International Journal of Gynecological Cancer:
The Effects of Anemia and Blood Transfusion on Patients With Stage III-IV Ovarian Cancer
Altman, Alon D. MD, FRCSC*; Liu, Xiao-Qing MD, MSc*†; Nelson, Gregg MD, PhD, FRCSC‡; Chu, Pamela MD, MBA, FRCSC‡; Nation, Jill MD, FRCSC‡; Ghatage, Prafull MBChB, FRCSC, FACOG‡
*Division of Gynecologic Oncology, Department of Obstetrics & Gynecology, Winnipeg Health Sciences Centre & CancerCare Manitoba; and †Department of Biochemistry and Medical Genetics, University of Manitoba, Winnipeg, Manitoba; and ‡Tom Baker Cancer Centre & Foothills Medical Centre and Division of Gynecologic Oncology, Department of Obstetrics & Gynecology, University of Calgary, Calgary, Alberta, Canada.
Address correspondence and reprint requests to Alon D. Altman, MD, FRCSC, RS 406, 810 Sherbrook St, Winnipeg, Manitoba, Canada R3A 1R9. E-mail: firstname.lastname@example.org.
The authors declare no conflicts of interest.
Received May 5, 2013
Accepted July 17, 2013
Objectives: The objective of this study was to examine the overall and recurrence-free survival in patients with advanced ovarian cancer based on hemoglobin and blood transfusions.
Methods: A retrospective chart review was performed between 2003 and 2007 on patients with pathologically confirmed stage 3–4 ovarian, fallopian, or peritoneal cancers. Data were collected on date of diagnosis, recurrence and death, stage, grade, age, surgery, estimated blood loss, hemoglobin (nadir and average levels), and number of blood transfusions.
Results: Two hundred sixteen patients were included in the final analysis. In the perichemotherapy, perioperative, and total time frames, 88%, 81%, and 95% of patients were anemic, and 9%, 22%, and 26% of the patients had severe anemia. After adjusting for age, stage, and optimal debulking status, the perichemotherapy hemoglobin level as a continuous variable was weakly associated with recurrence-free survival (adjusted hazard ratio [AHR], 0.98; P = 0.03), and as a categorical variable with both recurrence-free survival (AHR, 2.49; P = 0.003) and overall survival (AHR, 1.91; P = 0.02). The total number of transfusions was also weakly associated with poor recurrence-free survival (AHR, 1.06; P = 0.03).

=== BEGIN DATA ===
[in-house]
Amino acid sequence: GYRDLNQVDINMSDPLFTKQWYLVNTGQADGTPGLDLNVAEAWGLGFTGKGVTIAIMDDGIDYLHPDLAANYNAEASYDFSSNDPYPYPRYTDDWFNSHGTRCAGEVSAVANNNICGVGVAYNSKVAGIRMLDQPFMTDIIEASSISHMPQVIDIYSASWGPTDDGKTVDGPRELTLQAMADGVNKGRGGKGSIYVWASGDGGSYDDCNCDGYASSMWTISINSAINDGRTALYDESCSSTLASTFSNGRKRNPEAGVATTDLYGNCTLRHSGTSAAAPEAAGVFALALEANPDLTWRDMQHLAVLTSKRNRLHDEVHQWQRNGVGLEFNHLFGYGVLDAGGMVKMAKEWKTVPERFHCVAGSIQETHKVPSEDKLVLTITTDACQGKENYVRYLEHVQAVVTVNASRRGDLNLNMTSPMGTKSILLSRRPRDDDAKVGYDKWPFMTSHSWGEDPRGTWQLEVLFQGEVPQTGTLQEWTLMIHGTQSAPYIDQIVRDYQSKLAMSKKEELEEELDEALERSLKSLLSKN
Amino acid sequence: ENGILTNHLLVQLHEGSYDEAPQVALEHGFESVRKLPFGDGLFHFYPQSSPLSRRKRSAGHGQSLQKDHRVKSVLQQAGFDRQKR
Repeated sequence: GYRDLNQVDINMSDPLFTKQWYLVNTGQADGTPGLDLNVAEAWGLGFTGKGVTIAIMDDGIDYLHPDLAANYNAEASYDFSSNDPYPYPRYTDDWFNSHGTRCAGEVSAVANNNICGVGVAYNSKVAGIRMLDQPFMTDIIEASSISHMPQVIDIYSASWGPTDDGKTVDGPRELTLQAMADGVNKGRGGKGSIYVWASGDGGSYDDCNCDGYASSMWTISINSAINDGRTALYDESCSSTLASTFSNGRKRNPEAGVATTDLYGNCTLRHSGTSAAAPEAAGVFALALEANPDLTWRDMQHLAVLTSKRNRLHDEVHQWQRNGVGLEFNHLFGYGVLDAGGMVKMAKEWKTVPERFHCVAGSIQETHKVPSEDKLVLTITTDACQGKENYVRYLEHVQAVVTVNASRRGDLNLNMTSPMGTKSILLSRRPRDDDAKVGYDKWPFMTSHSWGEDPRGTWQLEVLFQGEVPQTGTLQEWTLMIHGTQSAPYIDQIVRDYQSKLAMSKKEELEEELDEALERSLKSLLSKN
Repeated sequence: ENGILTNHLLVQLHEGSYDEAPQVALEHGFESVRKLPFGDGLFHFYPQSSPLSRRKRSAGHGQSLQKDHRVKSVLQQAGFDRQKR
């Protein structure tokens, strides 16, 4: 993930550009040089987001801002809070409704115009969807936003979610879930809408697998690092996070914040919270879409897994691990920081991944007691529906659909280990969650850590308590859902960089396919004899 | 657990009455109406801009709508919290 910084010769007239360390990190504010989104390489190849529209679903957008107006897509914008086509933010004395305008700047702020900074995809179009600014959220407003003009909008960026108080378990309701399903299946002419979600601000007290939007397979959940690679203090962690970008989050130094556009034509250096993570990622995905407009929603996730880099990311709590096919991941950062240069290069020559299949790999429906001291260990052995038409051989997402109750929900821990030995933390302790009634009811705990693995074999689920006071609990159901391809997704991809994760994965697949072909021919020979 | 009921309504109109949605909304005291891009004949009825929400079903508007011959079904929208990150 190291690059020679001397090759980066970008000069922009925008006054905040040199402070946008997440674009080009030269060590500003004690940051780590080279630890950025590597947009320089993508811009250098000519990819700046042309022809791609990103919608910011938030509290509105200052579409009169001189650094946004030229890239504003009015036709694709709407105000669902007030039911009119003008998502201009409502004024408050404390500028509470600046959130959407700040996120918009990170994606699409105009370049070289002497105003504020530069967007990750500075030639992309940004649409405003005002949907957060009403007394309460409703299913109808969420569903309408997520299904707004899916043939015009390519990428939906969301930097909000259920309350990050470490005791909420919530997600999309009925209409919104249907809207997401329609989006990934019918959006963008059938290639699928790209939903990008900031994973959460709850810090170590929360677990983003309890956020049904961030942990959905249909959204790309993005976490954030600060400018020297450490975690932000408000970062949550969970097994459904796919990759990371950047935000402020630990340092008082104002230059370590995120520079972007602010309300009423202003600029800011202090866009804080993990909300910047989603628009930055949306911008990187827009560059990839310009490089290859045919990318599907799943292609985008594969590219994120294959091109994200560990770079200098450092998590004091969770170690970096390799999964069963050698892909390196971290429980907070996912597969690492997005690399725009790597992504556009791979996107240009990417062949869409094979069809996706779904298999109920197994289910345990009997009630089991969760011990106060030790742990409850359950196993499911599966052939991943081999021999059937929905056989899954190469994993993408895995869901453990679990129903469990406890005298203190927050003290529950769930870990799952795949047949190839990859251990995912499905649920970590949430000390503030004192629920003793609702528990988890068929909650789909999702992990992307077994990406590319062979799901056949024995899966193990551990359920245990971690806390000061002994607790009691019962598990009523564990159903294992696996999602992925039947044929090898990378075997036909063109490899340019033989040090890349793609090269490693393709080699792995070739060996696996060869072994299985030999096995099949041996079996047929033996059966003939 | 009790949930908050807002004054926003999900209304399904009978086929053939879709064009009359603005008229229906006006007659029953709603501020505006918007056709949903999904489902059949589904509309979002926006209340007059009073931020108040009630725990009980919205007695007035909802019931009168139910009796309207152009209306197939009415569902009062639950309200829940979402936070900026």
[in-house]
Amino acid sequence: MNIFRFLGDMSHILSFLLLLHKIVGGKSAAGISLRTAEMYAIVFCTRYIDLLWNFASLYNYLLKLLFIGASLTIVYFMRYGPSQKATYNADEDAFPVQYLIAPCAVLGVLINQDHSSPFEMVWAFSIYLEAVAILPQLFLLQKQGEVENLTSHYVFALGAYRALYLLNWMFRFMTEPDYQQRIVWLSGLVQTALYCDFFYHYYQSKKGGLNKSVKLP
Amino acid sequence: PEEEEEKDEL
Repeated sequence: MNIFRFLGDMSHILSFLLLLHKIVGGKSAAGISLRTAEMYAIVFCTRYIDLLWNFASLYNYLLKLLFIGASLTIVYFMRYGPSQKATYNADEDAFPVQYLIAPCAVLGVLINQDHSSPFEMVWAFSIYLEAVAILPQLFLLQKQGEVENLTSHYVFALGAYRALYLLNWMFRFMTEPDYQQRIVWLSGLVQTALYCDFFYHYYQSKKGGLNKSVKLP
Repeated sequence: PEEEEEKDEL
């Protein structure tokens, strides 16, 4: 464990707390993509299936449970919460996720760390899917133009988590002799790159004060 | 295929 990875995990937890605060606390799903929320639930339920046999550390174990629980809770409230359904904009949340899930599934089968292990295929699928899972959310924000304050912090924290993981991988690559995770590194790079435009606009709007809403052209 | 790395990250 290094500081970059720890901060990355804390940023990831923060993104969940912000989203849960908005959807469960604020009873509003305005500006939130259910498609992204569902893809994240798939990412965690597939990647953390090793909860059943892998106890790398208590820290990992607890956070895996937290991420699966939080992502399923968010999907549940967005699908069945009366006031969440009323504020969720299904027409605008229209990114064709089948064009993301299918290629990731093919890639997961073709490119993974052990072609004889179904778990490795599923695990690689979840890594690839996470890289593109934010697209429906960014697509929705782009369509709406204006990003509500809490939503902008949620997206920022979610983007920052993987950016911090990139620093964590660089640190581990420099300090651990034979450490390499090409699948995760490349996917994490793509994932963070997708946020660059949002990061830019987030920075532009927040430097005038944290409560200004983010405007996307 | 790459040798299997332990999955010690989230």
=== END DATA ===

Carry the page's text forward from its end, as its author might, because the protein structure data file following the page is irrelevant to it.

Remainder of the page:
Conclusions: Our study is a retrospective analysis of the effects of anemia and transfusion on ovarian cancer. The rates of anemia in chemotherapy patients are higher than previously reported. Although maintaining average hemoglobin greater than 80 g/L during chemotherapy portends an improved overall survival, blood transfusion does not have any effect. The role of transfusion should therefore be limited to symptomatic patients while giving 1 unit at a time. Further prospective studies will be needed to confirm these results.
Anemia is a common and significant complication associated with poor performance status, decreased functional capacity, and poor quality of life (QOL).1–4 Multiple approaches have been used to improve anemia including erythropoietin (EPO), red blood cell (RBC) transfusion, perioperative hemodilution, iron supplementation, and intraoperative extracorporeal red cell salvage.5–7
The incidence of anemia in patients with solid tumors is 38% to 59%.1,2,8,9 The cause of anemia in cancer patients is multifactorial and includes acute or chronic hemorrhage, postoperative hemodilution, tumor-related hemolysis, changes in iron metabolism, deficiencies of folic acid and vitamin B12, suppression of erythroid precursors by tumor-related cytokines, postradiation therapy effects, or current chemotherapy effects.8,10–12 Groopman and Itri3 performed a large review of chemotherapy-induced anemia in adults and found that 49% of ovarian cancer patients were anemic by their sixth cycle of chemotherapy.
Recent studies have shown that EPO is related to increased mortality,8 with subsequent use of blood transfusion as the primary treatment method for anemia. A study performed by the American College of Physicians (ACP) showed that 67% of RBC transfusions were unjustified5,13 and introduced guidelines stating that threshold-driven transfusion strategies should be avoided, and blood should be given on a unit-by-unit basis.
Multiple studies in the oncology literature have observed worse outcomes in people who received transfusions with soft tissue sarcoma,14 solid tumors,15 and colorectal, head and neck,9 prostate, cervical, bladder, lymphoma, and lung cancers.8,16–19 Possible mechanisms of action include transfusion-related immunosuppression,17,20 cytokine release,6,9,20–24 or proangiogenesis with vascular epithelial growth factor.9
Transfusions have been associated with increased rates of recurrence and death in colorectal cancer.25–28 Amato and Pescatori21 performed a Cochrane review of 36 randomized controlled trials of perioperative transfusion in colorectal cancer patients. This meta-analysis found an increased recurrence rate in transfused patients with an odds ratio of 1.42 (1.20–1.67). A similar association has never been examined in ovarian cancers.